Owning Mistakes

What's a mistake that you made? Did you own up to it? The first time I made a mistake, I thought my boss might yell at me, take away responsibilities, or even worse fire me.

As we use learning opportunities in our work with students, the tables seem to be turned when our supervisors can use the same method with us in our first years. I know that there are some of you reading this post who “may not have ever made a mistake”, or at least not able to own up to a mistake at this point.

I am the biggest critique of myself for anything done less than perfect is myself! Driving to be the student affairs professional who is nothing less than successful in building relationships among the department professionals, establishing credibility at the institution, and advising and developing student leaders has made it hard to get to the point to own mistakes and use them as a tool for learning and growth. It makes me absolutely uncomfortable to openly admit when I’m in the wrong, but I do it.

It helps that I knew going into student affairs my areas of strength and weakness. Every now and again, your weaknesses come out to haunt you when you least expect it. Call it the ghost of your student past if you will.
One Mistake I’m Willing to Publicly Share 
Working with an emerging leaders program, one of my responsibilities was to create the program for the a popular speaker series on campus – a series that would bring upwards of 10% of the student population to each event – along with figures such as the president and important alumni. Not a crowd where any mistakes should happen. Luckily, they were not present to hear the speaker in which I tell this story.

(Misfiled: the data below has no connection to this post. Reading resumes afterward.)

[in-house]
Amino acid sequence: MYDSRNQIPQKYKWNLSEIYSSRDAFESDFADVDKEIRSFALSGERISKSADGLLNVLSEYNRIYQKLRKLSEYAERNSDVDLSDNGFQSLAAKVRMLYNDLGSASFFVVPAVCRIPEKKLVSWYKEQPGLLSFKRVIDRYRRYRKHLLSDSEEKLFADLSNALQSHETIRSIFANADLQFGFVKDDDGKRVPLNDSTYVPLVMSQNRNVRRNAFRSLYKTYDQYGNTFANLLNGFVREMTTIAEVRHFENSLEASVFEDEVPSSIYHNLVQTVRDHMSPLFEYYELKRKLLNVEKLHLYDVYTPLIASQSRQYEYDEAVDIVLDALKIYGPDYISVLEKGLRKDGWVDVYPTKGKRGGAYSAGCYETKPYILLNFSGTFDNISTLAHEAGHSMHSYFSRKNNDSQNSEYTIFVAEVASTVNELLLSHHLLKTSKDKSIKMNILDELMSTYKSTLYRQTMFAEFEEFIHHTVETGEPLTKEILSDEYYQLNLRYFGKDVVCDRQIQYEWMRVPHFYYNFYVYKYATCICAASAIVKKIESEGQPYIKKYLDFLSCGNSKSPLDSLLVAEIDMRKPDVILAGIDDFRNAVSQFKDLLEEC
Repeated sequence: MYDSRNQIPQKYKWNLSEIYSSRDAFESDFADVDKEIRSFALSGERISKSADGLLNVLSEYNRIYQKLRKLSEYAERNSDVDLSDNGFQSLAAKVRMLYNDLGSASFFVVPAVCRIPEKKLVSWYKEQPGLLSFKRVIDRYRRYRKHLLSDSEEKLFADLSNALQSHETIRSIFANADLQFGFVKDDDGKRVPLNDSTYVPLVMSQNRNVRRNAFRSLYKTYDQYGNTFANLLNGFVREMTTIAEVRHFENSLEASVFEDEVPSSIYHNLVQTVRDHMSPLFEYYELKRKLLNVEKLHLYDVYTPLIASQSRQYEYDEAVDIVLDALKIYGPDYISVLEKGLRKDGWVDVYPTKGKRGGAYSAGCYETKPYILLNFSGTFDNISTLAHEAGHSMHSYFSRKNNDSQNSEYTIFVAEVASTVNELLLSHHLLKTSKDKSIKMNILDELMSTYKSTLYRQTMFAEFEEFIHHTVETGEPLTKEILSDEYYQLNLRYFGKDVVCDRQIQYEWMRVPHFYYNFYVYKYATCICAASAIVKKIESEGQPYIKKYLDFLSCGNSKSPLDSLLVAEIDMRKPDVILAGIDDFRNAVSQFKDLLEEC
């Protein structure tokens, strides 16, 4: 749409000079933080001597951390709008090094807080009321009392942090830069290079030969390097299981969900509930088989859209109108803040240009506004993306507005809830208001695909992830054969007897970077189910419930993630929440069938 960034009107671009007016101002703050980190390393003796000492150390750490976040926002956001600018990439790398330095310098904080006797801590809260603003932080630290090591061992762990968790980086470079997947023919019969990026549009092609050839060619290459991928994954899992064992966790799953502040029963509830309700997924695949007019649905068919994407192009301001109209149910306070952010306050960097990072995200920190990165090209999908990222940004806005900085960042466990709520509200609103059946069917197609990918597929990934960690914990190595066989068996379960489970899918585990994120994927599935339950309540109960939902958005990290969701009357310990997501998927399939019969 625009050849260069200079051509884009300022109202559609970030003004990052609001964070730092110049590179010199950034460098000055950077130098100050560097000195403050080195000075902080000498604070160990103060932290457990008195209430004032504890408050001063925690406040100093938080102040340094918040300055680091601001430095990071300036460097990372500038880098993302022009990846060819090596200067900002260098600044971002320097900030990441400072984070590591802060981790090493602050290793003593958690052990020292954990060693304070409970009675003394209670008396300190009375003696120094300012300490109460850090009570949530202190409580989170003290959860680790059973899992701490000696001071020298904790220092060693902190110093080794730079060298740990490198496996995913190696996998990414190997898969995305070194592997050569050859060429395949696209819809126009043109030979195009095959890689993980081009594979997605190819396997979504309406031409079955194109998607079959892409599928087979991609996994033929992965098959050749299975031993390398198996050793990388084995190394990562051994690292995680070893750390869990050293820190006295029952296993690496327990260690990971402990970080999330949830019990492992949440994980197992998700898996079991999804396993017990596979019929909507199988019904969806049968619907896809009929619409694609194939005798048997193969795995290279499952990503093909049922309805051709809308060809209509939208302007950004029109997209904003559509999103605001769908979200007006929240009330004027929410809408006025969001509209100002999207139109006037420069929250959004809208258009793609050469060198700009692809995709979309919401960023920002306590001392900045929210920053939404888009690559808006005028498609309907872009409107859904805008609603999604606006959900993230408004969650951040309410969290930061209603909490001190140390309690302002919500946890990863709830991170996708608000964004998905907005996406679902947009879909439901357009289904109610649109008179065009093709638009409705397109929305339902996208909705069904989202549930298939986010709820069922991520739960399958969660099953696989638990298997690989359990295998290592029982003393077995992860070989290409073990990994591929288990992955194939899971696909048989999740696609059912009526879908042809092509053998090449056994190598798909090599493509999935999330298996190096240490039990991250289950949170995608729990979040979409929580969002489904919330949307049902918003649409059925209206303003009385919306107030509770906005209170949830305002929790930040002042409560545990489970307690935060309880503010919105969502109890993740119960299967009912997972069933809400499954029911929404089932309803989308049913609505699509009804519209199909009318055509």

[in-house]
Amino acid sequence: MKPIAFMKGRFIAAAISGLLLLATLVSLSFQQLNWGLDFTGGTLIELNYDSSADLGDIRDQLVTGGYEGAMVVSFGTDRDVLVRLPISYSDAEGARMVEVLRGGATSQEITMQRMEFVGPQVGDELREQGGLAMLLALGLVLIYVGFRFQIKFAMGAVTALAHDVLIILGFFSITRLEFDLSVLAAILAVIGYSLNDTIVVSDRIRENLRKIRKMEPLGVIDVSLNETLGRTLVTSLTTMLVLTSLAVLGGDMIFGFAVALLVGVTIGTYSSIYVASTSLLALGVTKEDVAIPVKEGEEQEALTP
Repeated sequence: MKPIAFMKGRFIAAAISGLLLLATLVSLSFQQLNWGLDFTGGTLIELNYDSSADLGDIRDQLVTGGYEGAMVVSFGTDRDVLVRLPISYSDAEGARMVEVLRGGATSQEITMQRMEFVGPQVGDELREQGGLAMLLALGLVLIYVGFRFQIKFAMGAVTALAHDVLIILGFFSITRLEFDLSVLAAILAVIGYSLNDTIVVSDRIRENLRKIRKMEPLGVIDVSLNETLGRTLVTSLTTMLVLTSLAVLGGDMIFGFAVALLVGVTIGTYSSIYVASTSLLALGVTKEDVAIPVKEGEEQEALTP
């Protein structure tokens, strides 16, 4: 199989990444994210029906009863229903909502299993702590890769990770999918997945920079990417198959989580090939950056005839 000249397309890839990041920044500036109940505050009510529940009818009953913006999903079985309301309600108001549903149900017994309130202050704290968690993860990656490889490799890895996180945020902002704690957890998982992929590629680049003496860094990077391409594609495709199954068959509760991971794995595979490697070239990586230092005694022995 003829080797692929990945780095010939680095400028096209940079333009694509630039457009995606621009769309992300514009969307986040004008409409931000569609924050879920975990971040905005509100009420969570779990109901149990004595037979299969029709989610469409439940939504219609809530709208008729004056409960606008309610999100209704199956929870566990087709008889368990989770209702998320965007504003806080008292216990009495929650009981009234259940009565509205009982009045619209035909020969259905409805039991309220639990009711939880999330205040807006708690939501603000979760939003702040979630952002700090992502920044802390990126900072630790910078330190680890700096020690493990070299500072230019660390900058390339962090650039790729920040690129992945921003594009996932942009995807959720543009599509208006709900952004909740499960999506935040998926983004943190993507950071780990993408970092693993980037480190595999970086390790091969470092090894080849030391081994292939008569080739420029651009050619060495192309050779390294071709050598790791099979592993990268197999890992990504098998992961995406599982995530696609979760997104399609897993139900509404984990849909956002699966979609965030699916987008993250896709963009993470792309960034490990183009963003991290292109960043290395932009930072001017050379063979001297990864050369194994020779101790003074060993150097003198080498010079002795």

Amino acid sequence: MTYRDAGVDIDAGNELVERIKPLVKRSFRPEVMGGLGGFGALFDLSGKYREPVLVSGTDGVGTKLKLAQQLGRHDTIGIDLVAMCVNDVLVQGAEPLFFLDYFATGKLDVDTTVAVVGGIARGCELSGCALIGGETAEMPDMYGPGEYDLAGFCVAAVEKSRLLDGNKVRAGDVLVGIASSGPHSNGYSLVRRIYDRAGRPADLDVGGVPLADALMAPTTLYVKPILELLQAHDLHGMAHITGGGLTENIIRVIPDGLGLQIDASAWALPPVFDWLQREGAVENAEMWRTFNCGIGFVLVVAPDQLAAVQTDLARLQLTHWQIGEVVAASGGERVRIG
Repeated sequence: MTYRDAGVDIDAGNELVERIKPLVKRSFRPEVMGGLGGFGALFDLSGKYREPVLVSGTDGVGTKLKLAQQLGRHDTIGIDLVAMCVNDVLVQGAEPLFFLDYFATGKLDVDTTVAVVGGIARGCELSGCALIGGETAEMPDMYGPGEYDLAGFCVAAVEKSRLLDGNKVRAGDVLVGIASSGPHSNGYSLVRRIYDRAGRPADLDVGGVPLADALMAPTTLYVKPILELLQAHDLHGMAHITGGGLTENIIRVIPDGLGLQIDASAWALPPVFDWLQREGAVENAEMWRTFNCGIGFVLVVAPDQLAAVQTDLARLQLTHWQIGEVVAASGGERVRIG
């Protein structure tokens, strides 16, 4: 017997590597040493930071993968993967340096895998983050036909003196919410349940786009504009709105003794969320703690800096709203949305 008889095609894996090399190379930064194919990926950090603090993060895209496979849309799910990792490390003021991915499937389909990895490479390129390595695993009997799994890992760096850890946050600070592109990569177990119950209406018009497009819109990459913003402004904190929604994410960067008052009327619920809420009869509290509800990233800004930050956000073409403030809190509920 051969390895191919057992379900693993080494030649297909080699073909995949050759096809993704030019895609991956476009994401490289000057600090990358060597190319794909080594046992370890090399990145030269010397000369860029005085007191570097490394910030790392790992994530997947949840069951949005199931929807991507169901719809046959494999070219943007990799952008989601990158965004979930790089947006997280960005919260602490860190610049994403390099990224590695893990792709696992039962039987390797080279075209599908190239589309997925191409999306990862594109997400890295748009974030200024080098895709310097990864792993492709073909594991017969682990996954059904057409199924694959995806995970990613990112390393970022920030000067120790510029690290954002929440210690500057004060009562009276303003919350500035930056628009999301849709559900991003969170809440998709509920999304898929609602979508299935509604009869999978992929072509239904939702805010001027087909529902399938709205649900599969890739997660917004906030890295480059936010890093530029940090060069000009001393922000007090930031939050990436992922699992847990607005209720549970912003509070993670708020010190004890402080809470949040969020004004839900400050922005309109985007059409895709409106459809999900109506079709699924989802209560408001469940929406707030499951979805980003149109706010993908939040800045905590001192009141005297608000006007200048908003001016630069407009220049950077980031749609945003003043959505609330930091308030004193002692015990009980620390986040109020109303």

As one of my responsibilities was to create the event program for each speaker, I naturally created one awesome template for all speakers that year. What’s most important when you use a template for anything? You make sure the information is updated to reflect the purpose and date specific content of the event in which you are using it. I mistakenly left the previous speaker’s name on the top of the second page instead of REPLACING it with the speaker for this particular night.

Not the worst mistake in the world, but a mistake nonetheless. Let’s just say I became hot and began to sweat until I heard the former graduate student in my position mention that he had made a similar mistake the previous year when he was sitting in my seat.

I did what many professionals would naturally do, think about all the things I should have done to ensure that this would never happen again. I was never yelled at by my boss as I imagined I would be. I was sure to make sure this never happened again for any of the remainder speakers. I would have programs checked by three or four members in our office! That’s what we do in student affairs, we learn from our experiences.

So for the next graduate student or professional who makes a similar mistake, or one way off, no that someone somewhere has possibly and probably made the same mistake. All you can do is own it, learn from it, and grow. At least that’s what I tried to do.

Joshua Wilson

Student Affairs - the First Years

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